- The Washington Times - Sunday, June 19, 2005

Last fall Major League Baseball worried about maintaining competitive impetus for the Baltimore Orioles when it began negotiating a compensation package that included a regional sports network bundling the local TV rights of the Orioles and Washington Nationals.

Now Orioles owner Peter Angelos has come out swinging like few ever expected.

Angelos and the Orioles last week significantly heightened their TV power struggle with Comcast Corp. by filing a complaint with the Federal Communications Commission arguing the cable giant violates federal rules by refusing to carry the Orioles-controlled Mid-Atlantic Sports Network (MASN) on its systems. The move immediately shifted the club’s position in the legal fight from defender to aggressor, and challenges decades of FCC history against intervening in private contractual disputes.

“It’s definitely going to be an uphill fight for him,” said Phil Hochberg, a Rockville attorney well versed in FCC law pertaining to sports broadcasting.

Comcast, of course, agrees with that sentiment. Its Comcast SportsNet (CSN) subsidiary sued the Orioles in April, saying the club’s plans to move its local pay TV games from CSN to MASN violates its right to match contract terms. In the eyes of Comcast, the petition to the FCC is simply another instrument Angelos is using to circumvent that pact.

“MASN is using some very important public policy to support its breach of contract,” said Comcast spokesman D’Arcy Rudnay.

But a closer look at the petition, which is being branded as everything from clever to desperate by the Washington legal community, suggests there may be compelling reasons for the commission to act upon the Orioles’ request and compel Comcast to start carrying MASN.

FCC rules prohibit cable and satellite operators from deciding which channels to carry based on their corporate affiliation. And beyond Comcast’s well-documented frustration with the Orioles and its opposition of a second regional sports network for Washington and Baltimore, the company has yet to explain fully why it will not cut a short-term deal with MASN to show the Nationals while it litigates the CSN lawsuit.

“The [CSN] lawsuit relates to the production and exhibition rights for Orioles games beginning in the 2007 season and has absolutely nothing to do with the display of Nationals games for the 2005 season,” the Orioles’ FCC filing reads. “Indeed, nothing in the contract that is the subject of the Maryland state court litigation concerns or contemplates the television rights to Nationals games, and the Nationals in fact did not exist as a Washington franchise in 1996 when that contract was first entered into.”

If nothing else, the Orioles have gone to extraordinary lengths to show skeptical Nationals fans that they, too, want to see both teams’ TV games distributed as broadly as possible. To be certain, Angelos is not acting out of altruism but rather financial self interest because he needs to recoup the $20million annual rights fee MASN has guaranteed the Nationals. But the FCC filing still shows action to back up three months of pro-Nationals talk from MASN executives.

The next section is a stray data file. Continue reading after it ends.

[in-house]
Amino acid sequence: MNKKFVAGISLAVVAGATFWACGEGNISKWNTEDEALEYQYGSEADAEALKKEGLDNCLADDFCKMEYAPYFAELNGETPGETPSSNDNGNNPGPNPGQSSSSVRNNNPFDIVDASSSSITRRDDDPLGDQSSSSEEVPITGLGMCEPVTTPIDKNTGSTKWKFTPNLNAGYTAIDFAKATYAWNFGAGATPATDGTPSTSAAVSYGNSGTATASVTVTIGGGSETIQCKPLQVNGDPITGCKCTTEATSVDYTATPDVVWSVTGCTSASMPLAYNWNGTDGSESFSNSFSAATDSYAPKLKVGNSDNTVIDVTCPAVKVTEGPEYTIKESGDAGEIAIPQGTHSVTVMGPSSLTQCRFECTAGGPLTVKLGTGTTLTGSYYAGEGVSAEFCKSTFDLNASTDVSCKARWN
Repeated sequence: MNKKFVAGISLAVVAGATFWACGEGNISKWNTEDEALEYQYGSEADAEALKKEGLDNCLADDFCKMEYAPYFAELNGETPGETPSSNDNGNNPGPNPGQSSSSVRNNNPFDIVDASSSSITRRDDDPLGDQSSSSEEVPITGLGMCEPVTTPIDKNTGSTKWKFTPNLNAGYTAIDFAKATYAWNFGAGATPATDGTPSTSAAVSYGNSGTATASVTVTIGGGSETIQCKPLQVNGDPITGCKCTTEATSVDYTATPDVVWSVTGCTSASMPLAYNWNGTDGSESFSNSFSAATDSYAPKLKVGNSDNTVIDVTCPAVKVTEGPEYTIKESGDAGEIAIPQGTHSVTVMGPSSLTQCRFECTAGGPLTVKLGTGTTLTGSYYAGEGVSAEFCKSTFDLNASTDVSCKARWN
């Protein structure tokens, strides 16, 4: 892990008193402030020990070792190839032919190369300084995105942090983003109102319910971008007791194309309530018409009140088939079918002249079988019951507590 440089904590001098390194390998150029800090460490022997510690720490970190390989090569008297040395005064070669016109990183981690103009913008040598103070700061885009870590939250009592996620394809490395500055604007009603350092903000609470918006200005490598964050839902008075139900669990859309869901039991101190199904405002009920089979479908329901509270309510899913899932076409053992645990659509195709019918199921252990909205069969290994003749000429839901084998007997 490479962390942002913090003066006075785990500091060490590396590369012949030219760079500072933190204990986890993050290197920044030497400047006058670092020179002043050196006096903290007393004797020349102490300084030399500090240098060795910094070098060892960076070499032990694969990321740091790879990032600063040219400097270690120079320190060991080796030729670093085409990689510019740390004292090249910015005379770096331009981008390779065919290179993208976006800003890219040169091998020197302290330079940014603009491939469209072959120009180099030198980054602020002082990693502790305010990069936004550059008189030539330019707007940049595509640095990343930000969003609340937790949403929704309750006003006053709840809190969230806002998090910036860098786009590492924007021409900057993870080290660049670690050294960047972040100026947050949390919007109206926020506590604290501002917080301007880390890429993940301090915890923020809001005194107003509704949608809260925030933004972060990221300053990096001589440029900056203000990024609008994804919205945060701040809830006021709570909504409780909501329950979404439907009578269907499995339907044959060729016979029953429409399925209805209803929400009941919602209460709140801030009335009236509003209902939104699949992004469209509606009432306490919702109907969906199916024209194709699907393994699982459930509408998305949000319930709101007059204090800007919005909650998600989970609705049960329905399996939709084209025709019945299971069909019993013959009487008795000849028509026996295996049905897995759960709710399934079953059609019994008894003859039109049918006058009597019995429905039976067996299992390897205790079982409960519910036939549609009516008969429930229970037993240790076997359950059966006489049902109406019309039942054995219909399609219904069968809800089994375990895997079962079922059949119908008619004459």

Furthermore, the petition responds to Comcast’s assertion that the development of MASN would create a de facto “Angelos tax” that would raise monthly cable and satellite TV bills by $2 to $3. The Orioles have offered Comcast the same contract terms DirecTV and RCN Cable have for distributing MASN and alternately propose to forward the compensation issue to binding independent arbitration.

“This looks like a good case on its face, but it depends on how good the facts are,” said John Janka, a District-based communications lawyer.

But even if Angelos is right, and even if he succeeds in at last getting the Nationals carried on the region’s dominant cable provider, he’ll still almost certainly be vilified in the Washington area. Angelos has yet to apologize for or even recant his stunningly ill-considered remarks last year in which he said “there are no real baseball fans in D.C. That’s a fiction.” And each new step in the Orioles-Comcast fight and every strong turnout at RFK Stadium for the Nationals has prompted local radio hosts to replay that sound bite and resume their verbal body blows against Angelos.

In the meantime, however, the public outcry is not directed foremost at Angelos but rather at simply seeing the Nationals on TV. That furor hit another peak last week when an ESPN regional telecast of Washington’s series finale at Anaheim was blacked out because of MLB’s existing broadcasting rules protecting local telecasts. The local fan frustration will only increase should the Nationals continue their impressive and improbable run atop the National League East.

“Don’t underestimate public pressure to bring about some type of resolution here,” Janka said. “We’ve seen many times before examples of these bitter cable disputes coming to a solution very quickly. I think the FCC will first try to knock their heads together and get it done through a settlement. There’s a business solution out there definitely waiting to be found.”


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